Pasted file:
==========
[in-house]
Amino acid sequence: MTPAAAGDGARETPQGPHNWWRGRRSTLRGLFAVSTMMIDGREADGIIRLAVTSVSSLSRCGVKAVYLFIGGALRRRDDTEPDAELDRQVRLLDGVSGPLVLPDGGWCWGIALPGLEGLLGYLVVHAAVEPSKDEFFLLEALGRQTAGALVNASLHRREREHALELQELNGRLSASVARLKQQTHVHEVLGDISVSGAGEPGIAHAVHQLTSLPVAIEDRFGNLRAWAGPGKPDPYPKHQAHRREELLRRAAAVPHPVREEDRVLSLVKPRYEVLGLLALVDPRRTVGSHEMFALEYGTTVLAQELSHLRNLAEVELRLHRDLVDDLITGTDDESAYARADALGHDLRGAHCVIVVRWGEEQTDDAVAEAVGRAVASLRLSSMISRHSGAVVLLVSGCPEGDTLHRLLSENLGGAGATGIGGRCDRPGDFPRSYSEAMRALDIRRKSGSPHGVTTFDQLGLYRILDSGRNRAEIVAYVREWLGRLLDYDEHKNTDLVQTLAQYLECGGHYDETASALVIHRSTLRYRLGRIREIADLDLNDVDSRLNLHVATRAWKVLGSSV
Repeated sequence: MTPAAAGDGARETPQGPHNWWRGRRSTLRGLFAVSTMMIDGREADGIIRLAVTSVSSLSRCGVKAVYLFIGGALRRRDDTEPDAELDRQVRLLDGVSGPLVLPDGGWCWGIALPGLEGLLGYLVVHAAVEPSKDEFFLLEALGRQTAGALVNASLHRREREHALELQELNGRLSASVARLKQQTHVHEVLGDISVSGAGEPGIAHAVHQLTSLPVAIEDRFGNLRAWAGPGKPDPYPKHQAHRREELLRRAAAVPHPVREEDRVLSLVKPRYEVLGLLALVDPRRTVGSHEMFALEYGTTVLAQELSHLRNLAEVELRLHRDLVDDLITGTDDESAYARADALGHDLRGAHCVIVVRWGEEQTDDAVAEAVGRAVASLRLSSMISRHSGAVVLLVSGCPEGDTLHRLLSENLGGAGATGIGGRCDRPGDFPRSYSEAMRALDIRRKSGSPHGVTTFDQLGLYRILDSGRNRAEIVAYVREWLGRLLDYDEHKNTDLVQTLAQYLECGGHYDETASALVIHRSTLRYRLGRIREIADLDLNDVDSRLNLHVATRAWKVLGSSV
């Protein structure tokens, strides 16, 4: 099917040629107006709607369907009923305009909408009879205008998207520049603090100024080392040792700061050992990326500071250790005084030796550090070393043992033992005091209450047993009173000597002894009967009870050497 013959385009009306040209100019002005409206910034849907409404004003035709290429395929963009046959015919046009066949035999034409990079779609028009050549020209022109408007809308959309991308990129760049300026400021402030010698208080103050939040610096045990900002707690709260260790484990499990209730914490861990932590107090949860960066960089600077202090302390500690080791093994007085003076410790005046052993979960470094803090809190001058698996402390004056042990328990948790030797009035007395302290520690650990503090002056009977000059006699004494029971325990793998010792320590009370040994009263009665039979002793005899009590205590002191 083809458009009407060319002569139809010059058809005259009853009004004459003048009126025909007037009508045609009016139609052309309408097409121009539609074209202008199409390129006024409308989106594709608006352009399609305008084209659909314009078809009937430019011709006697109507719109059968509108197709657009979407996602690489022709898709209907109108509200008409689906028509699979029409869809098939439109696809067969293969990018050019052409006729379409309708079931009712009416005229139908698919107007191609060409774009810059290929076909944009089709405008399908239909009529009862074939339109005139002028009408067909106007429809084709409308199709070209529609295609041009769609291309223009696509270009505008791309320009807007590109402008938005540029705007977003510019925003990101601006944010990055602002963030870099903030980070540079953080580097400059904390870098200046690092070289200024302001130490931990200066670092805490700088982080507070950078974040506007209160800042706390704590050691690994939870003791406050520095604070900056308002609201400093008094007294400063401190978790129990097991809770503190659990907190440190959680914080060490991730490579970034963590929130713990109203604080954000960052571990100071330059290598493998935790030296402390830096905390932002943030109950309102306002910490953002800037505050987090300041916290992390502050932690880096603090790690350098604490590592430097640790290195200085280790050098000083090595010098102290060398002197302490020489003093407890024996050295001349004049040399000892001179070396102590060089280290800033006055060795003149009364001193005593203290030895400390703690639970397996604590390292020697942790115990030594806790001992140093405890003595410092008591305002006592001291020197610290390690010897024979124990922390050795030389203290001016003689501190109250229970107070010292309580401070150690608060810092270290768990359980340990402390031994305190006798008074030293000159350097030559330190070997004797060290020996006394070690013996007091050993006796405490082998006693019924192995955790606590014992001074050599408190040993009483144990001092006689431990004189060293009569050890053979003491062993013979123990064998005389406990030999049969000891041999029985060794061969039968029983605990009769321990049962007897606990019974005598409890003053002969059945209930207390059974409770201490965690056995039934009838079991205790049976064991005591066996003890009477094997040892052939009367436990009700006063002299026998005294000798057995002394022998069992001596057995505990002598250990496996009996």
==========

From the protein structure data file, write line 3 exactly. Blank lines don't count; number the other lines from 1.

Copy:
Repeated sequence: MTPAAAGDGARETPQGPHNWWRGRRSTLRGLFAVSTMMIDGREADGIIRLAVTSVSSLSRCGVKAVYLFIGGALRRRDDTEPDAELDRQVRLLDGVSGPLVLPDGGWCWGIALPGLEGLLGYLVVHAAVEPSKDEFFLLEALGRQTAGALVNASLHRREREHALELQELNGRLSASVARLKQQTHVHEVLGDISVSGAGEPGIAHAVHQLTSLPVAIEDRFGNLRAWAGPGKPDPYPKHQAHRREELLRRAAAVPHPVREEDRVLSLVKPRYEVLGLLALVDPRRTVGSHEMFALEYGTTVLAQELSHLRNLAEVELRLHRDLVDDLITGTDDESAYARADALGHDLRGAHCVIVVRWGEEQTDDAVAEAVGRAVASLRLSSMISRHSGAVVLLVSGCPEGDTLHRLLSENLGGAGATGIGGRCDRPGDFPRSYSEAMRALDIRRKSGSPHGVTTFDQLGLYRILDSGRNRAEIVAYVREWLGRLLDYDEHKNTDLVQTLAQYLECGGHYDETASALVIHRSTLRYRLGRIREIADLDLNDVDSRLNLHVATRAWKVLGSSV